Is There Much More to the Tamerlan Tsarnaev Story than Meets the Eye? What is the Meaning of the Ritualized 9-11 Tenth Anniversary Murders of Three Young Men–One that Tamerlan Called his “Best Friend”?

Radicalized into an extremist form of Islam over the Internet and by perhaps also meeting with extremists in Dagestan and even in Boston it appears that Tamerlan Tsarnaev was the main instigator behind the Boston marathon bombings–bringing his younger brother along with him into his murderous acts.

As the facts of the case are still being uncovered it looks like Tamerlan Tsarnaev, a young man who came out of the Chechen conflict was perhaps carrying traumatic memories in his heart and was well aware of the civilian casualties and human rights atrocities there–even having lived through some of them. And perhaps feeling sympathy for Muslims in other parts of the world who also live under oppression, he fell prey to the al Qaeda militant jihadi ideology that claims Muslims are under attack by western powers and urges Muslims to do something about it.

From his Internet record it appears that on his road to extremism Tamerlan felt particular empathy for the rebel uprising in Syria that was being crushed with a high civilian death toll by Assad, as was the Chechen uprising crushed by Putin. We know that Tamerlan entered this country a vulnerable individual–an asylum seeker with likely sympathy for Muslims under attack and somewhere–either in his Internet browsing, trip to Dagestan or even in Boston–he encountered a virulent ideology espoused by a worldwide terrorist group as well as social support for buying into a sick narrative.

Tamerlan was also stymied in his pursuit of the American dream. His father, a former official in the Kyrgyz prosecutor’s office struggled to make it here–demoted to a car mechanic working outside in the cold. His parents divorced, his mother was arrested for shoplifting and they both left the country. Excelling as boxer, Tamerlan found his dreams dashed as well. In 2010 he was blocked from continuing to compete by his immigration status following a change in the boxing tournament rules. Once a flamboyant, cocky upstart known to enjoy partying, Tamerlan became dejected and retreated into a conservative form of Islam–rejecting those who had rejected him–and he then slipped somewhere along that path into extremism.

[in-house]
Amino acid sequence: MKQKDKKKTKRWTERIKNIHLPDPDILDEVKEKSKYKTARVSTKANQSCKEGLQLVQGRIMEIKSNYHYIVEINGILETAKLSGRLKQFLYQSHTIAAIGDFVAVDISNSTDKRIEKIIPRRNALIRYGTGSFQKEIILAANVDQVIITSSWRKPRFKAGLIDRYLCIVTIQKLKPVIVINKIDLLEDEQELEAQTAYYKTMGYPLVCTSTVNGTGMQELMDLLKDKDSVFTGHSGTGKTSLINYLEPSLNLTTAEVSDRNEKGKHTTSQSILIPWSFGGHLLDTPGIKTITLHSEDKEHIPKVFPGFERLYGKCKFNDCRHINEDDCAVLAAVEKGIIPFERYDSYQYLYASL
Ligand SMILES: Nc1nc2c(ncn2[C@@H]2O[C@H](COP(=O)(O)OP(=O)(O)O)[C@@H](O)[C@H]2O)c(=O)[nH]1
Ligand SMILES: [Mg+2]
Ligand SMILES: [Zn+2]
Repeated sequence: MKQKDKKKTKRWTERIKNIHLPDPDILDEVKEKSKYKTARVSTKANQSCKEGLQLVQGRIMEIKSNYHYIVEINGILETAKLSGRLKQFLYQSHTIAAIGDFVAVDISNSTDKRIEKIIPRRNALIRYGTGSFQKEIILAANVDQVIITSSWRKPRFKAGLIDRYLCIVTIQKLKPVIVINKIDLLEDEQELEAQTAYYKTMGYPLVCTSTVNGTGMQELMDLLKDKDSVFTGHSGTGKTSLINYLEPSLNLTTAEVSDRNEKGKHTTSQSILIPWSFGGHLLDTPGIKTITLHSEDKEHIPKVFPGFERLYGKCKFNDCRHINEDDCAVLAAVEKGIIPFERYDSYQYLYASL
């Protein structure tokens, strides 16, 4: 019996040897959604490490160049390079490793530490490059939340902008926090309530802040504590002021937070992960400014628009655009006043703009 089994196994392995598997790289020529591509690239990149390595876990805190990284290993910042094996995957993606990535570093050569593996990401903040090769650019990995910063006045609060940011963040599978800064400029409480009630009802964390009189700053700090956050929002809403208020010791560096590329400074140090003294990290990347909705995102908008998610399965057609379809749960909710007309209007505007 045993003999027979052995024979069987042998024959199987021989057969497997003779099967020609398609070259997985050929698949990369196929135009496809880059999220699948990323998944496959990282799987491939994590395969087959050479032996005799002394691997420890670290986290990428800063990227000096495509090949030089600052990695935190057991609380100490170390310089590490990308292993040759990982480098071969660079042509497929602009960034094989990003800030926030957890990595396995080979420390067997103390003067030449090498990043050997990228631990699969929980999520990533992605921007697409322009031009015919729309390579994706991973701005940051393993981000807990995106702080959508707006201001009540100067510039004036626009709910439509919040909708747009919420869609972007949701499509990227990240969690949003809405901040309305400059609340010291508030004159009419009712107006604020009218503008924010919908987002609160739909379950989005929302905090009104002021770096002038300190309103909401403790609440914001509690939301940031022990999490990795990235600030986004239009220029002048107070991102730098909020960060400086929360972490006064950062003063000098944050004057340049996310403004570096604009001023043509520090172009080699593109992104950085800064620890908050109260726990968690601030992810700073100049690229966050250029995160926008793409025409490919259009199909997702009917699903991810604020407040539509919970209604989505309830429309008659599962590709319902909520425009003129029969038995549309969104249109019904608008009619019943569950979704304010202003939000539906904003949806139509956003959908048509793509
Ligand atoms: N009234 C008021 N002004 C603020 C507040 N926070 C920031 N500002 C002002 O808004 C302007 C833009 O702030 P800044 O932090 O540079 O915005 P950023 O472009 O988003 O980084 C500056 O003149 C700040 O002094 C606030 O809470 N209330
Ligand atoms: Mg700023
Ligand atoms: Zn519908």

But is this the whole story in his case?

It appears not so, as the reopening of a triple homicide in Boston, occurring on 9-11-2011 is also raising some other troubling questions about Tamerlan Tsarnaev.

The homocides involve the murder of three young men–two Jewish and the third, Brendan Mess–a young man who Tamerlan had formerly introduced at his boxing gym as his “best friend”. The men were murdered in their apartment on a highly symbolic date–the tenth anniversary of the 9-11 al Qaeda attacks. There was with no forced entry–it appears the young men opened their door to a familiar person. $5000 was left on the scene of the crime indicating it was not a robbery. And the men each had their throats slit–in the same manner in which Mohamed Boyeri of the Netherlands ritually murdered Theo van Gogh, a man who Boyeri viewed as an apostate. Some reports state that the three were nearly beheaded–a crime common among Chechen terrorists. And marijuana was sprinkled over their bodies. It seems the crime was meant to convey a message–about the corrupting power of the west, drugs and a militant jihadi answer–of annihilation and destruction.